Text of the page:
3:41 PM CDT, April 16, 2012
Chicago is to have a big new entertainment venue this summer — a 70-foot-tall, 22,000-square-foot tent that will seat as many as 2,500 patrons who will be served up a variety of populist live shows, including tributes to Elton John, Michael Jackson and ABBA, and an adult-oriented circus known as "La Soiree." The tent, dubbed the Riverfront Theater, is being pitched next to the Chicago Tribune Freedom Center, 650 W. Chicago Ave.
Tribune Co., which publishes this newspaper, is a full, revenue-sharing partner in this enterprise, alongside two experienced entertainment entrepreneurs: Robert Butters, a former executive with Andrew Lloyd Webber's Really Useful Group, and Randy Bloom, who has long produced arena and theatrical tours for the likes of Warner Bros., Nickelodeon, HIT Entertainment and Feld Entertainment. Butters has his own New York-based ticketing operation, allowing both him and his customers to bypass Ticketmaster.
Last summer Butters' New York-based company, And Entertainment, brought a high-tech touring production of "Peter Pan" from London to the same location for a 16-week run as part of a U.S. tour. The Chicago run attracted 110,000 people. The new tent is significantly larger than last year's.
The venue is to be programmed with a variety of short engagements, beginning May 30 with "The Twelve Tenors." That's followed by the ABBA-themed "Dancing Queen" (June 6-24), "Spirit of the Dance" (June 27-July 15), "La Soiree" (July 18-Aug. 5), the Elton John-themed "Rocket Man" (Aug. 8-26) and "Man in the Mirror," aimed at Jackson fans (Sept. 12- 30).
Of those mostly routine shows, "La Soiree" is the centerpiece. It's a highly regarded circus-burlesque-cabaret hybrid that has many acts in common with a show called "La Clique," a big hit in Britain and elsewhere. "Man in the Mirror," which played London's West End and has not been seen in New York or Chicago, is more of a musical than a Jackson tribute.
More shows for the fall are to be announced later. Current plans, pending approval of permits, call for the climate-controlled tent to remain open and active through mid-December, go dark during January and February and then reopen in March for its second season. Broadway in Chicago, a partner in "Peter Pan," is no longer involved with the enterprise that appears likely to be significant new competition for its theaters, especially during the summer.
"It's an opportunity to build another entertainment venue in Chicago," Butters said in an interview. "We think being on the Chicago River is a huge advantage for us, and that this location is increasingly becoming a cultural destination. Whenever you bring entertainment, restaurants, parking and other stimuli for a neighborhood tend to follow."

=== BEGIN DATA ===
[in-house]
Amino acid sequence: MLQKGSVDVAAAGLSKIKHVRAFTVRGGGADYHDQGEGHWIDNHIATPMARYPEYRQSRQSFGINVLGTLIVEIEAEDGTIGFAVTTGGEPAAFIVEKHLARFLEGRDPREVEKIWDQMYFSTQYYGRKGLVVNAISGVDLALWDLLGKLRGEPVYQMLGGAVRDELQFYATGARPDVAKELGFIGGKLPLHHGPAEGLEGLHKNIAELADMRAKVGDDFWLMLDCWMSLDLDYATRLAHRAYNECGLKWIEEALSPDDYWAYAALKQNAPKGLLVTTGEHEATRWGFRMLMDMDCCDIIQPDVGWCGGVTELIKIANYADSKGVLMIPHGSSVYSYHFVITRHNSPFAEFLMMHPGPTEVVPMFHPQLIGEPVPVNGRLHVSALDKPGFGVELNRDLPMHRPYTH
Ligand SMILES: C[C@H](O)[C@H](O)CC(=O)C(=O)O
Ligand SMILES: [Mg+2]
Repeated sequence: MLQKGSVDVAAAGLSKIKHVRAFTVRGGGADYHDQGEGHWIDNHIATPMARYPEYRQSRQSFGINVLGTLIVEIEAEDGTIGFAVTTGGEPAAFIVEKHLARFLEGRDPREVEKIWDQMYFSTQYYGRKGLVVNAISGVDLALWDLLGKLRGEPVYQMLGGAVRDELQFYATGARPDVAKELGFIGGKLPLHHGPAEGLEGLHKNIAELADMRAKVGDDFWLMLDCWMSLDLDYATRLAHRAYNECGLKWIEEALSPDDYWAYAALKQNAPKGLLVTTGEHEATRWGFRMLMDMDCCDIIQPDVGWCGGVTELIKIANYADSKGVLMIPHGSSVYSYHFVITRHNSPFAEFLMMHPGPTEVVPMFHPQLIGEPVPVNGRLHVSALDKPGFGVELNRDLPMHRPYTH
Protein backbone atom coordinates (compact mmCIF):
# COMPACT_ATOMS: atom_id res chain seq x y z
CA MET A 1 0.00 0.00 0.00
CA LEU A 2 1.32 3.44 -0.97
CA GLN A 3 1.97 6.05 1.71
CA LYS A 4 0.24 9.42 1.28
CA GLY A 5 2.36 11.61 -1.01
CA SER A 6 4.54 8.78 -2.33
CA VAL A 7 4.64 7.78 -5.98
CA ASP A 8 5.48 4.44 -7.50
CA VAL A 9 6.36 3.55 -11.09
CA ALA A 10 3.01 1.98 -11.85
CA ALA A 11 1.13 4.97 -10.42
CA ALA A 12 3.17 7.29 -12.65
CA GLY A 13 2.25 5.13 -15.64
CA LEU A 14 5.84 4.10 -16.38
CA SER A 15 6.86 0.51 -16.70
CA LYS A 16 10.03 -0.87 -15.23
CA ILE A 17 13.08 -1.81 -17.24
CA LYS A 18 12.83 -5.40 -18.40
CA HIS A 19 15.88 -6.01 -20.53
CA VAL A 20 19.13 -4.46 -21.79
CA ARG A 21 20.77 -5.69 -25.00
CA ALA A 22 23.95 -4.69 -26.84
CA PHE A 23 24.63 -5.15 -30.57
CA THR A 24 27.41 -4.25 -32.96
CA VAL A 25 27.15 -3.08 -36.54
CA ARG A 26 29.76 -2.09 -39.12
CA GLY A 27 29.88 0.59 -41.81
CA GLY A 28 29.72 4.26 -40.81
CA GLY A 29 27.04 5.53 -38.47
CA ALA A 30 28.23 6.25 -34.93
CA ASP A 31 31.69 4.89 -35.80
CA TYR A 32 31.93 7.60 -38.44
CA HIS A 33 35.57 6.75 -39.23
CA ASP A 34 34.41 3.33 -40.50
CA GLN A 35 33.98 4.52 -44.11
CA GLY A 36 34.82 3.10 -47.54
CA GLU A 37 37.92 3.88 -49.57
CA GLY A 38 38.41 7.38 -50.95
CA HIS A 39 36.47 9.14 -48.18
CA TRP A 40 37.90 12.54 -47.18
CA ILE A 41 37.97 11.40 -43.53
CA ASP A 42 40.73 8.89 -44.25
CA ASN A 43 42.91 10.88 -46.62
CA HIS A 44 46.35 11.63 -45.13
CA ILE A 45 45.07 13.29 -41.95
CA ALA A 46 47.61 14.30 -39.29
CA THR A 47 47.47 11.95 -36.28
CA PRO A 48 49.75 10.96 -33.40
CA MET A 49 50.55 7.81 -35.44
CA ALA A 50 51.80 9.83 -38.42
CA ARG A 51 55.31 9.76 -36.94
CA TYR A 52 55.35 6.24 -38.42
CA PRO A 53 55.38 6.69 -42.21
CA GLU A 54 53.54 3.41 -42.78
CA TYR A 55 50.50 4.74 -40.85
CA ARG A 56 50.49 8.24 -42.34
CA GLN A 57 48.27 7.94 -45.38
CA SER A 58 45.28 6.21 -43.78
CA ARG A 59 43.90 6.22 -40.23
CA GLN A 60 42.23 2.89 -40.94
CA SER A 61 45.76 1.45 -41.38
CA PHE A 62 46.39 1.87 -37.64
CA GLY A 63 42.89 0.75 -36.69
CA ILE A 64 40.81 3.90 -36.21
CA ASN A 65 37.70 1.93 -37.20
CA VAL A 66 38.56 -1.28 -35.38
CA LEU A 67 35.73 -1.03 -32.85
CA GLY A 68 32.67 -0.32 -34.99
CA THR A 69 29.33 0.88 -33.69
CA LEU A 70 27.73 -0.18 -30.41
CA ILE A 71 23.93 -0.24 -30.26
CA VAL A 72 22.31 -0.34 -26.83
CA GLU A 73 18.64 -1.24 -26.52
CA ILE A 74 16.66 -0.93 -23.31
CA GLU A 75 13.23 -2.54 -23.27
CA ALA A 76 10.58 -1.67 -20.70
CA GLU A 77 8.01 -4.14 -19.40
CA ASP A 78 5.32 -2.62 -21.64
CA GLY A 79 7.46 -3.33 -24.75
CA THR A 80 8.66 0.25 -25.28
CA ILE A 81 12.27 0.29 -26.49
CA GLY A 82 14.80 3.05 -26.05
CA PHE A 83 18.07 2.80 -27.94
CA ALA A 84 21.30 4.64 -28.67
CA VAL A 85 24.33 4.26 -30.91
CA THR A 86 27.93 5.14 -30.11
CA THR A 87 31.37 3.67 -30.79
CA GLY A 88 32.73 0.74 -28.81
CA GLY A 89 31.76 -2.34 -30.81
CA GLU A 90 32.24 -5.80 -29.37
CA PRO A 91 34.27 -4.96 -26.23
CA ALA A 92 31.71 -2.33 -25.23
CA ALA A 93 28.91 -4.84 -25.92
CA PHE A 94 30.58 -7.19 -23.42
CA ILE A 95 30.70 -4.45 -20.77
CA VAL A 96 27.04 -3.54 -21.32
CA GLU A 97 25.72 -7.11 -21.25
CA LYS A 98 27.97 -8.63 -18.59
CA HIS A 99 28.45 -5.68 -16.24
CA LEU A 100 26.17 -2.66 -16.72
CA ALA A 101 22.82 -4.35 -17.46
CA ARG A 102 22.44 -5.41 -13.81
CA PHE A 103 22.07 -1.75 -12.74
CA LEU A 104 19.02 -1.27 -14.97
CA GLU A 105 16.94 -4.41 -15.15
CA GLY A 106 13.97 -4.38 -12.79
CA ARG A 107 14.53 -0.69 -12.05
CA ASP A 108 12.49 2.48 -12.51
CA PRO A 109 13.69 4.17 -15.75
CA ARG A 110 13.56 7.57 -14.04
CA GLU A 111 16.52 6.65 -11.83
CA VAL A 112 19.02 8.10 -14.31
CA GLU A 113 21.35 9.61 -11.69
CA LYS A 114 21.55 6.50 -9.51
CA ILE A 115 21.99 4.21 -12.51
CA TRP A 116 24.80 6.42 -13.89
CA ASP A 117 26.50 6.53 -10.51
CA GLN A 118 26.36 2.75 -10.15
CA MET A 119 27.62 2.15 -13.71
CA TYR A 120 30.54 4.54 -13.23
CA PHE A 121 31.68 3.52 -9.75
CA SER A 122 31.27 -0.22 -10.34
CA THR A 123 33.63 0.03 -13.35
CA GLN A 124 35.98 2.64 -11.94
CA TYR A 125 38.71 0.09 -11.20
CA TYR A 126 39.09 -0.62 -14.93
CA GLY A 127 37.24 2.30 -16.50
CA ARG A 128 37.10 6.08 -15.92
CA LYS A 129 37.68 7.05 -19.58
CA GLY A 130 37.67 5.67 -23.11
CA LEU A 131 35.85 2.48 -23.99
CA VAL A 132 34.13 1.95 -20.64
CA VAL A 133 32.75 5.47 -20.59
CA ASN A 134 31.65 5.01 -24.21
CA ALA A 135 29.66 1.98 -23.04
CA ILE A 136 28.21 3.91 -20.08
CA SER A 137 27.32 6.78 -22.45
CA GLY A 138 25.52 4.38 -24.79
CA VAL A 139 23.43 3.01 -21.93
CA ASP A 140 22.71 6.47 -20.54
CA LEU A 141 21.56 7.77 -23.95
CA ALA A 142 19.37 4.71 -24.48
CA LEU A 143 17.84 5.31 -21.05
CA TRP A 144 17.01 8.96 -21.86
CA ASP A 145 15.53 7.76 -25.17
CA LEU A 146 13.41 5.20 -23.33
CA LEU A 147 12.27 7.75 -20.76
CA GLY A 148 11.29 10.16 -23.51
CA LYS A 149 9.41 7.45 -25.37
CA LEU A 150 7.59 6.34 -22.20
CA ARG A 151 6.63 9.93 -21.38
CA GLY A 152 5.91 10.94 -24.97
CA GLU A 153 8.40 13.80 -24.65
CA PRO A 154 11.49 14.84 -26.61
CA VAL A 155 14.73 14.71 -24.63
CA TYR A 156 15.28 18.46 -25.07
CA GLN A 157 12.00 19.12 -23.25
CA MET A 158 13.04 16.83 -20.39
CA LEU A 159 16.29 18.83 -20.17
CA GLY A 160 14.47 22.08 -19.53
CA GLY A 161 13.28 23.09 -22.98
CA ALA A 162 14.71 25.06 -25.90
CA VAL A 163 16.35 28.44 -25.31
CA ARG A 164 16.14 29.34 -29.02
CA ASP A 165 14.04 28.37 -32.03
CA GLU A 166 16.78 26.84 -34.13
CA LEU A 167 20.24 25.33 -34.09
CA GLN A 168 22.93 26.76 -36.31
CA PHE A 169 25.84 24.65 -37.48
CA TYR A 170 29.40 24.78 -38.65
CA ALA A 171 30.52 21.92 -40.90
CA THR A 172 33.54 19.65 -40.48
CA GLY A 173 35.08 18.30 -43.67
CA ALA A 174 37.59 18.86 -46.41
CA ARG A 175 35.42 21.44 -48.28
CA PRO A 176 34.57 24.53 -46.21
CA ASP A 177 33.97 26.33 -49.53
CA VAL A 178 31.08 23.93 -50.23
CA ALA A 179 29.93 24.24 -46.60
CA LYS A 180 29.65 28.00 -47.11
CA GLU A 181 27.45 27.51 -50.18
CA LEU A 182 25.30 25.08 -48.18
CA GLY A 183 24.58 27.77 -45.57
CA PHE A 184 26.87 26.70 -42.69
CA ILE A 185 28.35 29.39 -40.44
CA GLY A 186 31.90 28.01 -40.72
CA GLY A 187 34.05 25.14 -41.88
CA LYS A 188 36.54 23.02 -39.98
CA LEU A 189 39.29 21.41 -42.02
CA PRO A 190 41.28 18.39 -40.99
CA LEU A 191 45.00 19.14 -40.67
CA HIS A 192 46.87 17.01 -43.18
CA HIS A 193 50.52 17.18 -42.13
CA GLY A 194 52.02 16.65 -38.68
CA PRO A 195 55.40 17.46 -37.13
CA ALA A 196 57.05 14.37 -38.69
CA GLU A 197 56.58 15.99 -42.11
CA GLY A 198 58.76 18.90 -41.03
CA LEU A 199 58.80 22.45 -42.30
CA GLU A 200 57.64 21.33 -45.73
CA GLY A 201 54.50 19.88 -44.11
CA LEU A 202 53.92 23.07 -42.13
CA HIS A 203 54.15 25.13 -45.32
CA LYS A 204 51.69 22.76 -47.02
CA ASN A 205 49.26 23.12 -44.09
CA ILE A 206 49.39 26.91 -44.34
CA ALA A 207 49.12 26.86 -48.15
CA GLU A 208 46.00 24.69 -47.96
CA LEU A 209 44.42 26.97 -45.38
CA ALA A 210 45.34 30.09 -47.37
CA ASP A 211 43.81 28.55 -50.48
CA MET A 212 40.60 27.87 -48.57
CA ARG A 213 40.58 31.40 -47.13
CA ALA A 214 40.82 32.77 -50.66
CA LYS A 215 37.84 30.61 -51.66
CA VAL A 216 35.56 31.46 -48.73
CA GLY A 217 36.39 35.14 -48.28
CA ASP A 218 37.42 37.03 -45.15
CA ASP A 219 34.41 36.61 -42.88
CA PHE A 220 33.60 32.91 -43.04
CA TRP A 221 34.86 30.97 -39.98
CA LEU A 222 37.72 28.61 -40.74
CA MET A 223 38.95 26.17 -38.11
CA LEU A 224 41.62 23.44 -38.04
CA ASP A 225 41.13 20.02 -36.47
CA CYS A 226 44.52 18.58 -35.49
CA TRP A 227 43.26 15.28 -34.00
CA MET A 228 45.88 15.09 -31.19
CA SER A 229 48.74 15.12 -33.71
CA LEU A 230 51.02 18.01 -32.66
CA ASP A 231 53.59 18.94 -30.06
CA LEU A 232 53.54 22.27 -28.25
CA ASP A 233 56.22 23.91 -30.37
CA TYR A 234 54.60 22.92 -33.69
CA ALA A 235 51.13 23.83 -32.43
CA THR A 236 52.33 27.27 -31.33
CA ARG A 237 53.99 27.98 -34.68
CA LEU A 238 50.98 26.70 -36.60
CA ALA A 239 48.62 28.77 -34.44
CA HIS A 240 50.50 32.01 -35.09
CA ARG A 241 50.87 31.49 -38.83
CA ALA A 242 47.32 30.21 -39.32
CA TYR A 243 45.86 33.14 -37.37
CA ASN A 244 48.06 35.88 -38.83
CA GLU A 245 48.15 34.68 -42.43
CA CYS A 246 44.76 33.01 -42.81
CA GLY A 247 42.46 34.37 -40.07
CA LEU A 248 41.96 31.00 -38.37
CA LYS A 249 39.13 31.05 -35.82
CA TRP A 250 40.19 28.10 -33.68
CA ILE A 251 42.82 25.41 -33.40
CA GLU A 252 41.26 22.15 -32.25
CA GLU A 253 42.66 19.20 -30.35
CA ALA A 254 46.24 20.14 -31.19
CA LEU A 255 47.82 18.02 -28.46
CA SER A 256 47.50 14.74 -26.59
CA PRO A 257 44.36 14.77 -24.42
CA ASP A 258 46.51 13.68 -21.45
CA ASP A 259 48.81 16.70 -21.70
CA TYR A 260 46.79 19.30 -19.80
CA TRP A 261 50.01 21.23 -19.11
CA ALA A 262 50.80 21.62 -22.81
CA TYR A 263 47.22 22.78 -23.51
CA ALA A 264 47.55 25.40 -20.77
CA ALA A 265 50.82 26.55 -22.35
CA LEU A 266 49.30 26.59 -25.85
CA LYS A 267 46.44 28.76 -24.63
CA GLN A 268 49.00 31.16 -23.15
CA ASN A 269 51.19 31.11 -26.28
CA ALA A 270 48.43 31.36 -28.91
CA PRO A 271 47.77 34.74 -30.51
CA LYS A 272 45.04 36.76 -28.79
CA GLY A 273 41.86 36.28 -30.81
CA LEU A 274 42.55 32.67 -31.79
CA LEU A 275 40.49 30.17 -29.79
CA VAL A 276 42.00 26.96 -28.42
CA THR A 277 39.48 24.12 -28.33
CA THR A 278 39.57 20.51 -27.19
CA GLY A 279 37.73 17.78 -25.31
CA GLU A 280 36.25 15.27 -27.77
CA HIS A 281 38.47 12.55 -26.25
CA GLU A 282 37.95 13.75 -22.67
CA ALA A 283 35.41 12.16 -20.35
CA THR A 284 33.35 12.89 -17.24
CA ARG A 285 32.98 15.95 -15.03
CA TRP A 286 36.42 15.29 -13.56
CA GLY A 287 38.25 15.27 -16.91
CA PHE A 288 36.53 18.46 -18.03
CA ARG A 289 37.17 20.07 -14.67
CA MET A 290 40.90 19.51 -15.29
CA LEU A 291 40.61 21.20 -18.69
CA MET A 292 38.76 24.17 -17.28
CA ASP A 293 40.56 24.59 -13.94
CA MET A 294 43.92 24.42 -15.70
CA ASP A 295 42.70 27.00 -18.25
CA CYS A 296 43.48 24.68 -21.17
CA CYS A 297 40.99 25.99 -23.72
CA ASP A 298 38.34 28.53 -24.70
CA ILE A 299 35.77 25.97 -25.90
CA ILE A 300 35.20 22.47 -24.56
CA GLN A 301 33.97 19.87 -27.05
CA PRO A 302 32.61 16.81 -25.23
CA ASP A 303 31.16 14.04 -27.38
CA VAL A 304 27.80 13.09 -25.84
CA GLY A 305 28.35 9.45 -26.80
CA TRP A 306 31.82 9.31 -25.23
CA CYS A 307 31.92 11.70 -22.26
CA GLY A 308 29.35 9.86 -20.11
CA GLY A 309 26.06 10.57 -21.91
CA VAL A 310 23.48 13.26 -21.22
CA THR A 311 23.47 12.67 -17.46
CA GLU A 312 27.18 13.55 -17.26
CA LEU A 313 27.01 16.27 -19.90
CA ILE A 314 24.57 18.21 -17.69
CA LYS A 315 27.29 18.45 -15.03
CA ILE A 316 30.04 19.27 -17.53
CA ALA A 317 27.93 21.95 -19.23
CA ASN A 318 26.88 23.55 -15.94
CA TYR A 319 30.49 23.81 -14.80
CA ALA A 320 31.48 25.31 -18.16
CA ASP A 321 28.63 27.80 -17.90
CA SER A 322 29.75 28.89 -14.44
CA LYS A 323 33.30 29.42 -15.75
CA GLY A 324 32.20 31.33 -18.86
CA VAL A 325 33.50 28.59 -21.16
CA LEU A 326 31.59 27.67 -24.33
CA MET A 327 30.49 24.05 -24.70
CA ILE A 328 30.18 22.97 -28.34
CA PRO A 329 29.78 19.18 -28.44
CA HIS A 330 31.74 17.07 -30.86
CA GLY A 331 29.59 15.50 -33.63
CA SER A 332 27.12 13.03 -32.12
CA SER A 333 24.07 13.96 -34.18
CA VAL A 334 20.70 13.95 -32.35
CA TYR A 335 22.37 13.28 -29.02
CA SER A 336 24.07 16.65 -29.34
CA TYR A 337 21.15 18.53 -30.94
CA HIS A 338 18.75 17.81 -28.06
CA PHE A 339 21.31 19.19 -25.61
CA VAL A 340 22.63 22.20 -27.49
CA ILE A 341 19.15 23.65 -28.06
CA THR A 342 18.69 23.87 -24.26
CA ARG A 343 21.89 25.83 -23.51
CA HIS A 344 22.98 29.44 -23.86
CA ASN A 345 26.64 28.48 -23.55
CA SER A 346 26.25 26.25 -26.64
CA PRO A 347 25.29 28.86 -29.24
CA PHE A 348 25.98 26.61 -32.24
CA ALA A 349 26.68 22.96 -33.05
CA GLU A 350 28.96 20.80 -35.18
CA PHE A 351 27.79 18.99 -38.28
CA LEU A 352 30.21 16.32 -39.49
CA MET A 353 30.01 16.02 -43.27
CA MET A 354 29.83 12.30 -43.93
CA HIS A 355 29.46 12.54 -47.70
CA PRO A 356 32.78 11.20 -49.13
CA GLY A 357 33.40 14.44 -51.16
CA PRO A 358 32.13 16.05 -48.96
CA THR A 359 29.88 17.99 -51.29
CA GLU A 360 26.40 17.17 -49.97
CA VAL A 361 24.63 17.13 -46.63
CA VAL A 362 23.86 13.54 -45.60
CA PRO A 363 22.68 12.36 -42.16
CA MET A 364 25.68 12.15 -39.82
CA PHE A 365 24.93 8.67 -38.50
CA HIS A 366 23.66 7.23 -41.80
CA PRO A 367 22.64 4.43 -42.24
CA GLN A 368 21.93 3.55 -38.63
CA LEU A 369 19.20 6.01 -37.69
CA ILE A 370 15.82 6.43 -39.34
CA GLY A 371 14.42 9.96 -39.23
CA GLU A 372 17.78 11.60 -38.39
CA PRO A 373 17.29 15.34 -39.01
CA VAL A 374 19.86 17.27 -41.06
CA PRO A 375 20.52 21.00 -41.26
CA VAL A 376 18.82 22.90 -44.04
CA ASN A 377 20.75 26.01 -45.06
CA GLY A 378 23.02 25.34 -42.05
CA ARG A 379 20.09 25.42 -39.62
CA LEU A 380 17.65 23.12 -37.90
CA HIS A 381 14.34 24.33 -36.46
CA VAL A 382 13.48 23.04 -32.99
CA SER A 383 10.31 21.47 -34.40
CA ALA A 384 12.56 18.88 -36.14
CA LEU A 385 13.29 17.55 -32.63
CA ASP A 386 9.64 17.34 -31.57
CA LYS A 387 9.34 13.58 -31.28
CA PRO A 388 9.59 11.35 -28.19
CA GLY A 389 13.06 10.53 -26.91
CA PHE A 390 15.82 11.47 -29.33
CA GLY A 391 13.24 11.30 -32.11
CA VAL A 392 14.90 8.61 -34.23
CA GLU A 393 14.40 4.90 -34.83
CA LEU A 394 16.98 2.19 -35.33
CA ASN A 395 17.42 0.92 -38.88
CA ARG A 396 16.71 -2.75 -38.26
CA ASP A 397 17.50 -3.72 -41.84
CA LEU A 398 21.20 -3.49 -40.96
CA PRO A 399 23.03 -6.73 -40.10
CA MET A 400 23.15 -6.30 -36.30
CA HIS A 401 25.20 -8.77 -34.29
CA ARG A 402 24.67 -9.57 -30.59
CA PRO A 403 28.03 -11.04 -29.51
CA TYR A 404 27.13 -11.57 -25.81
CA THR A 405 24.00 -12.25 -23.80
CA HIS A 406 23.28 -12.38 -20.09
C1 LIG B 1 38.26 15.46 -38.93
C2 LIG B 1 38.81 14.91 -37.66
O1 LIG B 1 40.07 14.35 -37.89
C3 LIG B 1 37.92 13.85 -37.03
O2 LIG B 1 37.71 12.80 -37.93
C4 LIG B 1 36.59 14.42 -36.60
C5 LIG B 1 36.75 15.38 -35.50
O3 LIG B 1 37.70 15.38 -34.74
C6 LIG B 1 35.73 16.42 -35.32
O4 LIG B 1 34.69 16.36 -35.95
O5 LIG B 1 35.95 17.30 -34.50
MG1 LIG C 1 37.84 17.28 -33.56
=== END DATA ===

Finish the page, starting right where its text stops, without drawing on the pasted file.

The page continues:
"This is another way for us to engage with the community," said Haley Carlson, events and sponsorship manager for the Tribune Events Group. "We're going after new revenue streams, but this will also allow us to program the venue with our own events." Such Tribune-affiliated events might include various promotions associated with the Tribune's RedEye newspaper and Chicago magazine, which produces an annual fashion show, among other event-driven enterprises.
Carlson also said the Tribune Events Group intends to keep the riverfront site open to the public on nonperformance days, allowing people to eat and drink in smaller tents and gardens outside. Discussions, she said, have taken place with a variety of promoters in both the theater and music businesses.
Butters said the venue will be available for private bookings and such events as Chicago Ideas Week, which will use the space in October. It can be configured, Butters said, either as proscenium-style or in the round. If the backstage area is not being used and a flat floor is installed, he said, capacity inside the Riverfront Theater would rise to about 3,000 people for lectures and corporate events.
Butters argued that tourists in Michigan Avenue hotels will be able to walk to the venue on a summer night, and he said he will reinstate the water taxi that he used last summer to ferry audiences from Michigan Avenue to the show. Tribune Company is to provide space for a high-profile box office at Tribune Tower, 435 N. Michigan Ave.
"This is just the inaugural season," Butters said, allowing that innovative programming is not part of the first slate, which came together quite late. "In the future, we'd like to start working with Chicago theater companies and help them create major works in this space. We also want to curate this venue and use it to bring performance groups to Chicago from all over the world."
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